Both elk and bison currently stable-

Yesterday I did a long post on the stabilization of the elk population on Yellowstone’s northern range, but I didn’t mention another important development, the recovery of the bison population to a bit over 3000 animals. Growth between 2008 and 9 has been slow. In the past years, the bison population has swung wildly, often climbing to near 5000 only to be killed off by the brutal Montana Department of Livestock as the bison literally began heading for greener pastures outside the Park.

One big change is the distribution of the bison population. It has grown strongly on the northern range, but not with the herd in central Yellowstone.  In fact, the northern range bison have largely made up for the decrease in elk in terms of forage consumption.One bison eats about as much as 3 elk.  So about 2/3 the bison are now living on the Northern Range.

Right now bison on the west side of the Park are getting ready to migrate out of the Park onto Horse Butte, just west of the Park.  Last fall it appeared the bison would be welcomed for the first time, at least grudgingly, onto this vital calving ground. All the government agencies were lined up as was the enthusiastic major private landowner.  The Forest Service even officially closed the Horse Butte cattle allotment. This allotment had already been bovine free for a number of years. However, not being officially closed, opponents of bison could use the vacant cattle allotment to persist in their false argument about the danger of bison spreading brucellosis to cattle.

At the last minute, however, the agency that is the source of all the trouble, Montana’s DOL, went back on the deal.  Knuckle-dragging DOL agents are already lurking in the area. There will be trouble.

 
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About The Author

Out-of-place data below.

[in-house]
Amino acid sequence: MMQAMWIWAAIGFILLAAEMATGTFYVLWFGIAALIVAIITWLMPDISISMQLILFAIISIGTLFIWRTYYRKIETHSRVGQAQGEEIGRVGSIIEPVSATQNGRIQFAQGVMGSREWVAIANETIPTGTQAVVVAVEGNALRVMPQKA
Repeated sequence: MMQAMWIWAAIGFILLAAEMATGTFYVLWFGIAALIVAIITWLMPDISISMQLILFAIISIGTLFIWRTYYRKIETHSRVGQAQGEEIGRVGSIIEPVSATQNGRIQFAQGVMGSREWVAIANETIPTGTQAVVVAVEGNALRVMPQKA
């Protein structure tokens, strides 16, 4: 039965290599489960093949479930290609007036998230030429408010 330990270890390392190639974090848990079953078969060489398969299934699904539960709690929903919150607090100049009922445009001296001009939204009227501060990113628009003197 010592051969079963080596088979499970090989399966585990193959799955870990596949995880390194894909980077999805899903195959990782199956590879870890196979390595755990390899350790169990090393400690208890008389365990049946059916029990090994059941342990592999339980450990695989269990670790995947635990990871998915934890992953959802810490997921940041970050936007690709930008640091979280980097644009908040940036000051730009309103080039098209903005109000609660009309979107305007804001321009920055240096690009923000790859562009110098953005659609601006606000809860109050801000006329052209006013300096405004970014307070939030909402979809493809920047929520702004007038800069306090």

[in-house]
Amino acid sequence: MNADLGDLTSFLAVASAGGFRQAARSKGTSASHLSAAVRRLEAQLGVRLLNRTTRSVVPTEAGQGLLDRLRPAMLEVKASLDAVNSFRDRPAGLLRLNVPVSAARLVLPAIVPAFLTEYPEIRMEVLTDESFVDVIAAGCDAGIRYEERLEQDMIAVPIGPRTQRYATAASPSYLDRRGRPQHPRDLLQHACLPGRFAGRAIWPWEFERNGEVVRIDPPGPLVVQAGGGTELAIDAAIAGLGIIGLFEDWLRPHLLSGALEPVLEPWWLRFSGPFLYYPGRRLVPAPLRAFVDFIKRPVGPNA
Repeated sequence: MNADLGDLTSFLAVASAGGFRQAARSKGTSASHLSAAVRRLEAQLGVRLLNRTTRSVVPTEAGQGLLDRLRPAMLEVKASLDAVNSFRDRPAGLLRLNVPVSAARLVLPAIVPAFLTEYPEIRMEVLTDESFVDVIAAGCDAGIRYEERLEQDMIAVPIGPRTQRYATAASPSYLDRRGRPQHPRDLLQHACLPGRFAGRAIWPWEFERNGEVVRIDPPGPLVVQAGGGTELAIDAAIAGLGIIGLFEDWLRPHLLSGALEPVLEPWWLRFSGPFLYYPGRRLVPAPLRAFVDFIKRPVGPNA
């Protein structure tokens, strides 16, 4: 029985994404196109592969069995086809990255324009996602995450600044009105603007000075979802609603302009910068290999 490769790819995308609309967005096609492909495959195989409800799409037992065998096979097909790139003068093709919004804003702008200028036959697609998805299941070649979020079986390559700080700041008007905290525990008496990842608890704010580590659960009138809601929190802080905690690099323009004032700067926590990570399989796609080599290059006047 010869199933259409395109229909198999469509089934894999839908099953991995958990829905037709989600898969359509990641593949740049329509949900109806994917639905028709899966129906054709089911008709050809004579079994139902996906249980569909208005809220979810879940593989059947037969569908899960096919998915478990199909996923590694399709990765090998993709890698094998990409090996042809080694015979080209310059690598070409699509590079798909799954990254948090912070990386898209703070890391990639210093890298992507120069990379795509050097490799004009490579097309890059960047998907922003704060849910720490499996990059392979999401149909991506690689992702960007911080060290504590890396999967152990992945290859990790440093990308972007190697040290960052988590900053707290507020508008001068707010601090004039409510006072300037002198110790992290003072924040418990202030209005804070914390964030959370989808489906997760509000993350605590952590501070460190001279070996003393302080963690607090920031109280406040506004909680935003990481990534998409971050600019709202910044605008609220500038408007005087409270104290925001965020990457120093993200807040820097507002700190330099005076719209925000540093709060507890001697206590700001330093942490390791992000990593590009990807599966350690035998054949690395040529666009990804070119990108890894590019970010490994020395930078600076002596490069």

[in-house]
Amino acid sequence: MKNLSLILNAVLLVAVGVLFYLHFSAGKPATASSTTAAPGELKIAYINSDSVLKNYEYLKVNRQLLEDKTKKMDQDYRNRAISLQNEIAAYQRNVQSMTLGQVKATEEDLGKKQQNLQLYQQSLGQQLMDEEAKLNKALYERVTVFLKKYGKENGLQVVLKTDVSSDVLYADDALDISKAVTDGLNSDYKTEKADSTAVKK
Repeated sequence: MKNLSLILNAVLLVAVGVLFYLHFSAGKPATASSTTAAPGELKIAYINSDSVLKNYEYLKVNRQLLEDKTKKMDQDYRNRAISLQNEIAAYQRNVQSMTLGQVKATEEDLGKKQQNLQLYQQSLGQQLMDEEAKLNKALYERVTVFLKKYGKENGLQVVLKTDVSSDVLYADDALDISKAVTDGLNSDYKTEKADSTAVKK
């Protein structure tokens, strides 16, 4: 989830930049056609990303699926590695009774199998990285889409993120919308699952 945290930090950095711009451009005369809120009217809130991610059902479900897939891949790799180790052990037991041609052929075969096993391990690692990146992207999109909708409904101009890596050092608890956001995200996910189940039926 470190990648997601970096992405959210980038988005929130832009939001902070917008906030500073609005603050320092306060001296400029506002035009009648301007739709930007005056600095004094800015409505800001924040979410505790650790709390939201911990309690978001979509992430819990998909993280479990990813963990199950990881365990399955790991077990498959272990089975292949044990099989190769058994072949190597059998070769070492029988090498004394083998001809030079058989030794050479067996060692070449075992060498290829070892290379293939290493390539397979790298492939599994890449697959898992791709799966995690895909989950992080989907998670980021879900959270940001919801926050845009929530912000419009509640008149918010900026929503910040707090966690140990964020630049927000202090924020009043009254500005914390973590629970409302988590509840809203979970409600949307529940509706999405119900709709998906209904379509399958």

Ralph Maughan

Dr. Ralph Maughan is professor emeritus of political science at Idaho State University with specialties in natural resource politics, public opinion, interest groups, political parties, voting and elections. Aside from academic publications, he is author or co-author of three hiking/backpacking guides, and he is President of the Western Watersheds Project.

One Response to Yellowstone bison population stable too

  1. avatar bob jackson says:

    My take on larger numbers of bison in the N. herd than the one based in Hayden……Dysfunctional animals mass together. Another way to say this is the totally busted up and fractured family herds are more common in the Northern range…and have been that way for a much longer time than the Hayden herd.

    Just like the peoples of impoverished nations overpopulate more to try to save that species population (trying to start up structure from nothing left) the Lamar herd is reacting to massive disruption of vital infrastructure needs for species viability. These animals are filling animal refuge camps…where they stay in the Lamar Valley proper all summer.

    Before Park corraling disruptions the well infrastructured and confident family groups spread out a lot further establishing homes on the Lamar side drainages…. up Cache, Cold Creek, Soda you name it.

    The numbers game can not be applied to these herds to say they are RECOVERING. In fact the larger increase actually shows the opposite. Numbers in this case just shows how far out of wack this herd is.

    The Hayden herd, on the other hand, still has enough remnants of families left that they are trying to rebuild infrastructure within those seperate families instead of focusing on increasing numbers. It is like a company retrenching, taking training courses for employees, and building inhouse infrastructure before expanding its other operations.

    The Hayden families are trying to get members in place with order…then reproduction will commence to add to those family numbers.

    What I say above is the opposite of what “normal” herd biologists would assess as to health of a “herd”. As I said before they do not have a clue. Aj

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